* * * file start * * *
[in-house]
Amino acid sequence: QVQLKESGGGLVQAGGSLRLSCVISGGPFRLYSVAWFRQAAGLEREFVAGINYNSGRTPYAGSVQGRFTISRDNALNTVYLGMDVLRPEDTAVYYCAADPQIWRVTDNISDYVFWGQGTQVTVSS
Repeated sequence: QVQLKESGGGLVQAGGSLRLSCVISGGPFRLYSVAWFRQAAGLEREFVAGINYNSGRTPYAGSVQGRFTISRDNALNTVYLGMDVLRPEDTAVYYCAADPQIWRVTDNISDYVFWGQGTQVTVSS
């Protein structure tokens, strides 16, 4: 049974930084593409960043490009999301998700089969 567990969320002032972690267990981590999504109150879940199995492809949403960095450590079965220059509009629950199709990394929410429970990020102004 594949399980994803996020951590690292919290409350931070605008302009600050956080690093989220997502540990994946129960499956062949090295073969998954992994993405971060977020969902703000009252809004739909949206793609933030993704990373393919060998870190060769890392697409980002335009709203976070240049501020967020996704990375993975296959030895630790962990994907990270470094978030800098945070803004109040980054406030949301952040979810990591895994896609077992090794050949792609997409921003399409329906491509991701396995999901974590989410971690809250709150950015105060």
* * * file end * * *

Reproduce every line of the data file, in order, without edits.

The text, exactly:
[in-house]
Amino acid sequence: QVQLKESGGGLVQAGGSLRLSCVISGGPFRLYSVAWFRQAAGLEREFVAGINYNSGRTPYAGSVQGRFTISRDNALNTVYLGMDVLRPEDTAVYYCAADPQIWRVTDNISDYVFWGQGTQVTVSS
Repeated sequence: QVQLKESGGGLVQAGGSLRLSCVISGGPFRLYSVAWFRQAAGLEREFVAGINYNSGRTPYAGSVQGRFTISRDNALNTVYLGMDVLRPEDTAVYYCAADPQIWRVTDNISDYVFWGQGTQVTVSS
């Protein structure tokens, strides 16, 4: 049974930084593409960043490009999301998700089969 567990969320002032972690267990981590999504109150879940199995492809949403960095450590079965220059509009629950199709990394929410429970990020102004 594949399980994803996020951590690292919290409350931070605008302009600050956080690093989220997502540990994946129960499956062949090295073969998954992994993405971060977020969902703000009252809004739909949206793609933030993704990373393919060998870190060769890392697409980002335009709203976070240049501020967020996704990375993975296959030895630790962990994907990270470094978030800098945070803004109040980054406030949301952040979810990591895994896609077992090794050949792609997409921003399409329906491509991701396995999901974590989410971690809250709150950015105060």